What a difficult position to be in! Of course anyone who wants to keep their job would bend to the political will. And that is the crux, staff aren’t political. They operate under the checks and balances that the City Manager gatekeeps to ensure that resourcing and finances remain in check with what the Council as a whole make political decisions on. This is how democracy works. These ‘strong mayor powers’ turn that upside down and threaten the governance structure that Council as a whole must be ruled by. In essence, such consolidated power could upset the very fabric of our city’s democratic processes.

Why Should Burlington Resist Strong Mayor Powers?

      1. Collective Wisdom Over Centralized Decision-Making
        The strength of a council lies in its diverse representation of all residents and its collective wisdom in decision making. When power is concentrated in the hands of a single individual, we detract from the benefits of having multiple perspectives that can challenge, refine, and improve decisions impacting our community. We must ask who we are there to serve at every decision.
      2. Transparency and Accountability
        With strong mayor powers, the transparency of appointments and organizational changes risks becoming obscured. Residents deserve a clear view into how and why decisions are made, ensuring accountability across all actions of local government.
      3. Checks and Balances
        Checks and balances are vital to prevent any form of governance from overreaching. By allowing Mayor Meed Ward—or any mayor—the ability to make unilateral decisions without the council’s majority support, we risk undermining this safeguard. Power without boundaries must not be allowed in our community.
      4. Community Representation
        Council members are elected to be the voice of their constituents. Diminishing their roles in key committee leadership dilutes their capacity to represent the interests of the people who elected them. Councillors will be reduced to observers of the decision-making process – that means your voice and ours is gone.

Lisa Kearns at a public meeting before she was elected a city Councillor.

Your Voice is Vital
The question of strong mayor powers is not just about governance structures; it’s about the values upon which Burlington was built—a city that thrives on active citizenry and community-based decision-making. The reality is, sure we do make many decisions that are ‘unanimous’, but that is not an indicator of a collaborative council and should not be used to dismiss this call to action. We also disagree – and very few see the constructive challenges that occur behind the scenes to get to the best outcome for our community. Also, listing mayoral decisions is not transparency. Some of the decisions shouldn’t be made in the first place – that’s what we are asking you to help advocate for.

We urge Burlington residents to engage with this topic actively, to understand the ramifications of holding onto mayoral powers that may irreversibly alter how our city is managed.

Act Now for Burlington’s Future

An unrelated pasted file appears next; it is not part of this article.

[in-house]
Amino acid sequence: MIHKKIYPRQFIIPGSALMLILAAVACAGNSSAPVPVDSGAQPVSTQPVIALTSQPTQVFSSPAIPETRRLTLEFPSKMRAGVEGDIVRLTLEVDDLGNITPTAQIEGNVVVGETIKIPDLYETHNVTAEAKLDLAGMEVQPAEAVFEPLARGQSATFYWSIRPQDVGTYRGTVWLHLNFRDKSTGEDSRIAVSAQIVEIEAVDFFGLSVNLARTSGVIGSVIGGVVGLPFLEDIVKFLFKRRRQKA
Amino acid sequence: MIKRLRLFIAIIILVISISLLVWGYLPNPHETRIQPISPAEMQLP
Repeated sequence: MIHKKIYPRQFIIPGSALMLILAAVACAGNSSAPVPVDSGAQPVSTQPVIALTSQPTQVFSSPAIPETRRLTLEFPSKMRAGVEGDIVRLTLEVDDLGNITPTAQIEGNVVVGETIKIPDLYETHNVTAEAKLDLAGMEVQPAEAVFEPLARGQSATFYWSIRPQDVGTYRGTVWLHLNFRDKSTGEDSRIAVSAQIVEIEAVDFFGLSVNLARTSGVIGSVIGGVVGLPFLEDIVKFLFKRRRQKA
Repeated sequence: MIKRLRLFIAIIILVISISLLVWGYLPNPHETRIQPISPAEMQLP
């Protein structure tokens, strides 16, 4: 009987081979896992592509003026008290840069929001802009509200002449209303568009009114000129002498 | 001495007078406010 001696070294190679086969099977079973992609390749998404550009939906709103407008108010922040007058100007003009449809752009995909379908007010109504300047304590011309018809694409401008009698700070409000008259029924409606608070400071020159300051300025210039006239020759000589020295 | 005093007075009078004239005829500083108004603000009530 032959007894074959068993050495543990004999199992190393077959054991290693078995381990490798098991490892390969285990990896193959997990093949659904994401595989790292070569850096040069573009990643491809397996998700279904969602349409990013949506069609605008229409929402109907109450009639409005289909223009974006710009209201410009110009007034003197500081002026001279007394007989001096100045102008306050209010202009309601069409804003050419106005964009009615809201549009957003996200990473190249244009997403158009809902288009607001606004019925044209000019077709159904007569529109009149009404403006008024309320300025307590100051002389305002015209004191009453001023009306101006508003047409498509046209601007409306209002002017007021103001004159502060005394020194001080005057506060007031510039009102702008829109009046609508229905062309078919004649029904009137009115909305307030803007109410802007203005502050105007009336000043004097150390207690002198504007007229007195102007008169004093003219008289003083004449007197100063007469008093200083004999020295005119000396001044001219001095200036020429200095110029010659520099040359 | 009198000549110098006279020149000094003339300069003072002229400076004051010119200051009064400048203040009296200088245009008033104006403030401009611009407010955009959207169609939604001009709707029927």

Don’t be a silent observer amidst these changes. The mayor says she is in ‘thoughtful consideration’ of the matter – tell her to give it up. Already a majority of Council support this because we know you care about democracy and that your voice must be heard. We cannot allow actions that have the momentum to create a toxic work environment to take hold of our City Hall. You are the taxpayer and this Council and the actions of Staff are your investment – don’t you want to ensure that power is not concentrated in the hands of one position? Imagine a bigwig executive at a big company that has the ability to override or dismiss employees without consultation – would you think of that company as a good investment? Probably not!

Attend the upcoming City Council meeting April 16th where your voice can have impact. Be part of a collective effort to ensure that our governance remains equitable, transparent, and representative.

Email Clerks@Burlington.ca and my office Ward2@Burlington.ca and say:

My name is __________________ I live at ________________and I request that Mayor Meed Ward delegate those powers she is permitted to under the amended Municipal Act, including: appointing a chief administrative officer; appointing chairs and vice-chairs of local boards; creating, dissolving, assigning functions and appointing chairs and vice-chairs of council committees; hiring municipal division heads; and changing the organizational structure of the municipality.

Please include this email as correspondence in the April 16th Council Agenda.

Sign the petition: https://www.change.org/p/restoration-of-democracy-at-burlington-city-council

Burlington deserves governance that reflects its community’s integrity, not the unchecked power of a single office holder. Join us in upholding the values that make Burlington strong.

Together, we can keep Burlington a city of unified vision, not divided authority. Let’s keep our checks and balances intact for the betterment of Burlington now, and for generations to come.

Related news stories:

Councillors have more than words in their tool kit

Mayor stalls despite intense pressure from members of Council

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The four members of Council that oppose the use of Strong Mayor powers have more clout than they realize - STRIKE !